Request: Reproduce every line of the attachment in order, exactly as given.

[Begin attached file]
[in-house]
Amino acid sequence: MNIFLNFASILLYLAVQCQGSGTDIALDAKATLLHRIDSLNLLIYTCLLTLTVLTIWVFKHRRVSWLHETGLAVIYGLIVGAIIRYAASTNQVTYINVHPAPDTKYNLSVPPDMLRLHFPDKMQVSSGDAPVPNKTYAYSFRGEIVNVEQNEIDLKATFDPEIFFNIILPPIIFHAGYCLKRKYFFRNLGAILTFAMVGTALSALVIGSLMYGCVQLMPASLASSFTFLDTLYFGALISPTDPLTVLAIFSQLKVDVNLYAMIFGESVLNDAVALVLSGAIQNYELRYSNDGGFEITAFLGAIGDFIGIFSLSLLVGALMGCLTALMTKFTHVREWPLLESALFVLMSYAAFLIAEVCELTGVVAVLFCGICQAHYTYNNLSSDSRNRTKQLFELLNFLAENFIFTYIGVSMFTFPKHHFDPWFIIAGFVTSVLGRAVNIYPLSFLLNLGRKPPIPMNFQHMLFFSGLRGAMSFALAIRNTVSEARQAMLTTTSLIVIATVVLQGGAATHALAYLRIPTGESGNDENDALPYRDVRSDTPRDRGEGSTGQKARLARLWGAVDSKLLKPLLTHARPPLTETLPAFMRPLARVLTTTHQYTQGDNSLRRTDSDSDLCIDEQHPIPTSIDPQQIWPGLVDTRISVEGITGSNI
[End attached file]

[in-house]
Amino acid sequence: MNIFLNFASILLYLAVQCQGSGTDIALDAKATLLHRIDSLNLLIYTCLLTLTVLTIWVFKHRRVSWLHETGLAVIYGLIVGAIIRYAASTNQVTYINVHPAPDTKYNLSVPPDMLRLHFPDKMQVSSGDAPVPNKTYAYSFRGEIVNVEQNEIDLKATFDPEIFFNIILPPIIFHAGYCLKRKYFFRNLGAILTFAMVGTALSALVIGSLMYGCVQLMPASLASSFTFLDTLYFGALISPTDPLTVLAIFSQLKVDVNLYAMIFGESVLNDAVALVLSGAIQNYELRYSNDGGFEITAFLGAIGDFIGIFSLSLLVGALMGCLTALMTKFTHVREWPLLESALFVLMSYAAFLIAEVCELTGVVAVLFCGICQAHYTYNNLSSDSRNRTKQLFELLNFLAENFIFTYIGVSMFTFPKHHFDPWFIIAGFVTSVLGRAVNIYPLSFLLNLGRKPPIPMNFQHMLFFSGLRGAMSFALAIRNTVSEARQAMLTTTSLIVIATVVLQGGAATHALAYLRIPTGESGNDENDALPYRDVRSDTPRDRGEGSTGQKARLARLWGAVDSKLLKPLLTHARPPLTETLPAFMRPLARVLTTTHQYTQGDNSLRRTDSDSDLCIDEQHPIPTSIDPQQIWPGLVDTRISVEGITGSNI